Hanna continues to frustrate folks here in Charleston from just northwest of Haiti as it does a little loop-de-loop (it’s already completed one) over the water, waiting for the high pressure system to build in, pick it up and whisk it off to the northwest. The good news is that it’s still on a slow weakening trend; this morning’s satellite image, depicted above, has her looking like a flat-out mess. The thunderstorms are fairly well-separated from the center; it’s amazing it’s maintaining 60 MPH winds as it interacts with Hispaniola.
Because The Turn hasn’t happened yet, we still are stuck in a wait-and-see pattern. This is frustrating because as NHC’s stated before, we won’t have any idea of exactly where landfall will happen until this thing starts to get going.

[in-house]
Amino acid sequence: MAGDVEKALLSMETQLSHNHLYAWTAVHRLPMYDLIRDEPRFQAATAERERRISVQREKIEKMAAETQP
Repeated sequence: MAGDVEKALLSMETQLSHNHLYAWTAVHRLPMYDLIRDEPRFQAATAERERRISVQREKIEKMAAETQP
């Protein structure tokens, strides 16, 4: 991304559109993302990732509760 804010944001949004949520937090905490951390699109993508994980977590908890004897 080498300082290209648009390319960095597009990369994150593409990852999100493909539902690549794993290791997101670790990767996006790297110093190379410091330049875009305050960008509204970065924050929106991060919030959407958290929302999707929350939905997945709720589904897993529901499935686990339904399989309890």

The 8am model runs showed a wild rightward shift in almost every model, probably as a result of Hanna’s eastern motion. Time will tell if this shift is anomalous or shows more of a permanent rightward trend. The 2am models started to demonstrate more rightward movement, but the 8am ones are the first time that I’ve seen the HWRF and GFDL models tack as significantly northward as they have.
The official forecast should look pretty familiar to you at this point, if not a smidge more rightward than previous tracks. Will be interesting to see what 11am brings.
I won’t be blogging all that often today; keep an eye to the Charleston Weather Twitter for updates throughout the day. I’m going to do a video briefing at 9:30 tonight; it won’t last too terribly long unless there are significant changes to discuss (and I’m willing to bet there might be). Back to waiting!